The former CEO of Google claims he can improve the US military’s integration of artificial intelligence (AI) into its operations. But is AI the panacea Schmidt claims? And if so, is he the person best suited to lead the way?
In a culture known for complex problems and inherent inefficiencies, the US military would seem ideally suited for the kind of cutting-edge solutions offered by the emergence of computer-driven artificial intelligence (AI).
The US military – like its counterparts in China, Russia, India and elsewhere – has, over the course of the past decade, invested heavily in research and development projects designed to bring AI to the battlefield in support of intelligence collection and analysis, logistical support, autonomous warfighting capabilities, healthcare, and cybersecurity. Indeed, in this computer-driven age, there isn’t an aspect of military operations where AI hasn’t been investigated as a potential enhancement.
While the US military hasn’t ignored AI and its utility, Eric Schmidt, the former CEO of Google, believes it has done so in a highly inefficient manner. And he is convinced he is the man who can best help the US military solve its AI challenges.
The arrogance and hubris exhibited by Schmidt – who has never served in the military and as such is unfamiliar with the ethos, culture and operational realities associated with organizing, training and leading millions of men and women for war – has rubbed some senior US military officers the wrong way. However, his wonkish approach to problem solving, combined with the inherent attractiveness of technology-driven solutions, has found an audience within the ranks of the civilian component of the US defense establishment, who have invited Schmidt to sit on several advisory boards involved in the pursuit of AI-driven solutions to military problem sets.
Past attempts to incorporate Schmidt’s digital-centric philosophies into realms driven by the human condition have proven inchoate. In 2013, Schmidt co-authored a book, ‘The New Digital Age’, with Jared Cohen. Cohen had helped spearhead an effort built around a soft-power philosophy known as ‘digital democracy’, where the US sought to exploit perceived digital commonalities (ie. the integration of social media platforms, use of electronic and computer-driven communications and, most telling, the notion that these digital interfaces exposed the youth of foreign societies to American culture, and as such ingrained a predilection for American values that supplanted those of their own cultures and societies) for the purpose of altering the political makeup of areas such as the Middle East.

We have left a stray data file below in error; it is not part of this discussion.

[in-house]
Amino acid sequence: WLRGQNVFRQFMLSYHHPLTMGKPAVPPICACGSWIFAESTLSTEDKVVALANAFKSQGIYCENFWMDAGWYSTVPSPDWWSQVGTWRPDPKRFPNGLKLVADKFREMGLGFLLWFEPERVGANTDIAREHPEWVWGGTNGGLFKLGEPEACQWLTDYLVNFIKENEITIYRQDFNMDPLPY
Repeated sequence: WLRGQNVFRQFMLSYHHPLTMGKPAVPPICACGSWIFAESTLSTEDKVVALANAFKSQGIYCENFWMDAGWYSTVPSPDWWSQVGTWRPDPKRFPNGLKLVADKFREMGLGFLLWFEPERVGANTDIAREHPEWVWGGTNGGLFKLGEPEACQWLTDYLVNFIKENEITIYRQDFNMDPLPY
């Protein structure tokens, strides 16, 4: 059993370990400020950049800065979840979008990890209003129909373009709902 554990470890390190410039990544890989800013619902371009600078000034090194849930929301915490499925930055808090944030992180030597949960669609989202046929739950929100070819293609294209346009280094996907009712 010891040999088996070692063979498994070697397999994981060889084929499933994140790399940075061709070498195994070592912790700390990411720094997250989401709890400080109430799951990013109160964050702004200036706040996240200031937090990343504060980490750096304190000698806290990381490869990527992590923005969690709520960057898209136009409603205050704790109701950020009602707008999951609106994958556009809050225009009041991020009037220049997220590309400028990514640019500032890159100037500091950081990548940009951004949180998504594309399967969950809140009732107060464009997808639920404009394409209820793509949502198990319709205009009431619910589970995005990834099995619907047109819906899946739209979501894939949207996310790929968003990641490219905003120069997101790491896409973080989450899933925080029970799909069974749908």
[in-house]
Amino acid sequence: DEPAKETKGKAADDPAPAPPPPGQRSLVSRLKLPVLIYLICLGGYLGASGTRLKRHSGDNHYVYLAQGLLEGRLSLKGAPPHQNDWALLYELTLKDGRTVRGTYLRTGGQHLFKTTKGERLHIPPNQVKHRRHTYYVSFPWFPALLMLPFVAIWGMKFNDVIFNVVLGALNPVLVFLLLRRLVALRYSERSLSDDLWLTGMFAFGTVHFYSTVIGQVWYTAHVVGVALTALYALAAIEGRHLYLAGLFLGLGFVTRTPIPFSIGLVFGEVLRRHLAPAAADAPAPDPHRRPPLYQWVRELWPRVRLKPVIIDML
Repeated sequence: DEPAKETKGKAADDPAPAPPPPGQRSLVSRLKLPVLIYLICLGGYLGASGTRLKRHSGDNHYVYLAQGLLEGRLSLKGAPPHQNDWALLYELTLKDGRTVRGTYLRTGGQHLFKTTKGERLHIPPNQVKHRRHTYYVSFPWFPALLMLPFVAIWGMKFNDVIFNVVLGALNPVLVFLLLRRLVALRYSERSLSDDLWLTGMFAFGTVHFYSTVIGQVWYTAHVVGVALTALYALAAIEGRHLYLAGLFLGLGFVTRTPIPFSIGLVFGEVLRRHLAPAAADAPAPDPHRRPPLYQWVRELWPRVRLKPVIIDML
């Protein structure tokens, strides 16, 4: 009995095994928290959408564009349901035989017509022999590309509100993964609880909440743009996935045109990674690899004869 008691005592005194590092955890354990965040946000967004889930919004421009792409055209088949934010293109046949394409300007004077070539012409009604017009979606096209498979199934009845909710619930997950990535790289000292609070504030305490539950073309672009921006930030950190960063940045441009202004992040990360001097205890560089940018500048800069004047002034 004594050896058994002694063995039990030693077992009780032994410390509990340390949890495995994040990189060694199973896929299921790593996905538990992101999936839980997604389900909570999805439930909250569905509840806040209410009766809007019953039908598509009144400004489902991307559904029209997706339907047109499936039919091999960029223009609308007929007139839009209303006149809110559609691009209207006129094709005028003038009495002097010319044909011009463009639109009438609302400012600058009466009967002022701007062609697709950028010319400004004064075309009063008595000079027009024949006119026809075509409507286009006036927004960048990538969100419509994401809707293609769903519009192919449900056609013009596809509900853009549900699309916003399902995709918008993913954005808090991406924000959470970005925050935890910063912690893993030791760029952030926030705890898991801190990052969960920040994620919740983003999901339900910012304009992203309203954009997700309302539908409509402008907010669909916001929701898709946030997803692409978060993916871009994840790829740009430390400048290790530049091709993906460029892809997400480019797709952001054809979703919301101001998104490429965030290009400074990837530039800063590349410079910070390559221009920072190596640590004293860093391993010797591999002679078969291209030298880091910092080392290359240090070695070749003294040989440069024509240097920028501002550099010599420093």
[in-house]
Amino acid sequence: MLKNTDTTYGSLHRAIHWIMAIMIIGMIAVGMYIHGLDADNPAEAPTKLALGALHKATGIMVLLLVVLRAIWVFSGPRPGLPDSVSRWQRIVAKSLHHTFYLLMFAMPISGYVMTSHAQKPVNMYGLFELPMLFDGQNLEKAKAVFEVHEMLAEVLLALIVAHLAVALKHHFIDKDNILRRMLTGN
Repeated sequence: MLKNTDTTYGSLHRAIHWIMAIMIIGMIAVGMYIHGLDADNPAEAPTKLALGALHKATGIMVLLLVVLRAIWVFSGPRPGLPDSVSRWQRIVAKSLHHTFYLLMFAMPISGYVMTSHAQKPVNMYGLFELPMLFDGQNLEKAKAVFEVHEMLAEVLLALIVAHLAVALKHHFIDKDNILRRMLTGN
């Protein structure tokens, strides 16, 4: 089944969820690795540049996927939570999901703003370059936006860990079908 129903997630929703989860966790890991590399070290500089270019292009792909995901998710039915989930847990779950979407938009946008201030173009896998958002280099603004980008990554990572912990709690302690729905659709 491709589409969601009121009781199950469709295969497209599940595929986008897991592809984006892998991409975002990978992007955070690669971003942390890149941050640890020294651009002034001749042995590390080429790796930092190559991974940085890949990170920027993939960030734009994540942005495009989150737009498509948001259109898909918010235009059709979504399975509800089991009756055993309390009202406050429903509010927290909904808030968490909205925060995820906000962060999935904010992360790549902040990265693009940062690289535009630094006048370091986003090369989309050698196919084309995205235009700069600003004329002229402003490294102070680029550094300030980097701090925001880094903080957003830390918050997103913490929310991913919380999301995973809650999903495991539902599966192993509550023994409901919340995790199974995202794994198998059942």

‘Digital democracy’ drove the US’ support of the Iranian opposition in 2009, the Arab Spring movement of 2010, and the so-called Syrian revolution of 2011. The failure of ‘digital democracy’ to bring about the desired change highlights the risks associated with seeking to digitally manipulate human emotions and values.
The biggest lesson learned from the abject failure of ‘digital democracy’ is that there is no algorithm that can replicate the incoherent complexities of human emotions. Schmidt’s Google experience is one where algorithms are written and applied to better comprehend complex data-driven problems. As data is accumulated and incorporated, AI can be used to automatically update and upgrade these algorithms, allowing for increased efficiencies.
This approach works in a relatively static environment, where assumptions of shared goals and objectives can be built into the algorithms used. This was the fundamental flaw with ‘digital democracy’: politics is not static, but rather dynamic, driven more by the unpredictable vagaries of human emotions than quantifiable data.
In his timeless tract on military matters, the Prussian military philosopher Carl von Clausewitz observed that war was but a “continuation of politics by other means.” Given the inherent relationship between politics and war, it can be extrapolated that the human complexities which proved fatal to ‘digital democracy’ would similarly undermine any effort to use AI to guide and direct decision-making in times of human conflict.